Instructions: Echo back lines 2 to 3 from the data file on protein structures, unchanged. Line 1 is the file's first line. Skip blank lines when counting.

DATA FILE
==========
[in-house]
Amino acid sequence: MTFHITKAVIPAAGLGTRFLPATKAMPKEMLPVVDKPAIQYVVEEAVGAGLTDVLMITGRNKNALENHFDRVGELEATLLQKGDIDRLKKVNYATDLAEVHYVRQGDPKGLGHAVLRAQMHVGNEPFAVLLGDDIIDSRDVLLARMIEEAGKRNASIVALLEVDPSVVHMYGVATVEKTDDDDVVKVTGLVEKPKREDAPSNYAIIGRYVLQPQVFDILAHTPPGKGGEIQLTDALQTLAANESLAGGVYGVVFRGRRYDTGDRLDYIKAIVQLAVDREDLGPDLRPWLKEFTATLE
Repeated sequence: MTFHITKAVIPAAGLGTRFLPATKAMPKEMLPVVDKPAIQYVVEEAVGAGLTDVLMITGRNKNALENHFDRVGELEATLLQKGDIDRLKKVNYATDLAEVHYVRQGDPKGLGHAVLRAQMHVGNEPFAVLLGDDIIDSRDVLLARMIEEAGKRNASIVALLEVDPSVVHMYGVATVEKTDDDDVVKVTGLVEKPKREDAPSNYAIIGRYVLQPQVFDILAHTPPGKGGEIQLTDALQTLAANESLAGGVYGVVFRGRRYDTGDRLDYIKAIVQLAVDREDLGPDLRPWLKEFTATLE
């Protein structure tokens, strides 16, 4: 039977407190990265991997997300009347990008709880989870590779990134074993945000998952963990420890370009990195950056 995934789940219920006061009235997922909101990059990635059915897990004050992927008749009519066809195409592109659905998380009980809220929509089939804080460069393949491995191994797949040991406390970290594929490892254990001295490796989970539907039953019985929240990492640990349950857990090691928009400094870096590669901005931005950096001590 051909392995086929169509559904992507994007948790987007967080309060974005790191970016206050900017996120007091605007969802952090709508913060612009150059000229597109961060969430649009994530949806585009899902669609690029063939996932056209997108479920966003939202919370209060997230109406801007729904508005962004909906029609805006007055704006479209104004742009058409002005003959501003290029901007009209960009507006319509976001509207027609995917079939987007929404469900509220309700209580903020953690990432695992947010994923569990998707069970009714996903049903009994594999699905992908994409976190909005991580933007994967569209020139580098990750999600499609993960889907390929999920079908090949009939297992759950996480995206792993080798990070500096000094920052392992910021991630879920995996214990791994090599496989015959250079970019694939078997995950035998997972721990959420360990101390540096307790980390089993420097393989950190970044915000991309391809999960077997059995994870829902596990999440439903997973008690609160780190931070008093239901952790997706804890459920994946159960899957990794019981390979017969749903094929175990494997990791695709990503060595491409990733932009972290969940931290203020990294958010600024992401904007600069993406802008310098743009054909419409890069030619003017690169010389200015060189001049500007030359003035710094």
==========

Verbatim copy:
Amino acid sequence: MTFHITKAVIPAAGLGTRFLPATKAMPKEMLPVVDKPAIQYVVEEAVGAGLTDVLMITGRNKNALENHFDRVGELEATLLQKGDIDRLKKVNYATDLAEVHYVRQGDPKGLGHAVLRAQMHVGNEPFAVLLGDDIIDSRDVLLARMIEEAGKRNASIVALLEVDPSVVHMYGVATVEKTDDDDVVKVTGLVEKPKREDAPSNYAIIGRYVLQPQVFDILAHTPPGKGGEIQLTDALQTLAANESLAGGVYGVVFRGRRYDTGDRLDYIKAIVQLAVDREDLGPDLRPWLKEFTATLE
Repeated sequence: MTFHITKAVIPAAGLGTRFLPATKAMPKEMLPVVDKPAIQYVVEEAVGAGLTDVLMITGRNKNALENHFDRVGELEATLLQKGDIDRLKKVNYATDLAEVHYVRQGDPKGLGHAVLRAQMHVGNEPFAVLLGDDIIDSRDVLLARMIEEAGKRNASIVALLEVDPSVVHMYGVATVEKTDDDDVVKVTGLVEKPKREDAPSNYAIIGRYVLQPQVFDILAHTPPGKGGEIQLTDALQTLAANESLAGGVYGVVFRGRRYDTGDRLDYIKAIVQLAVDREDLGPDLRPWLKEFTATLE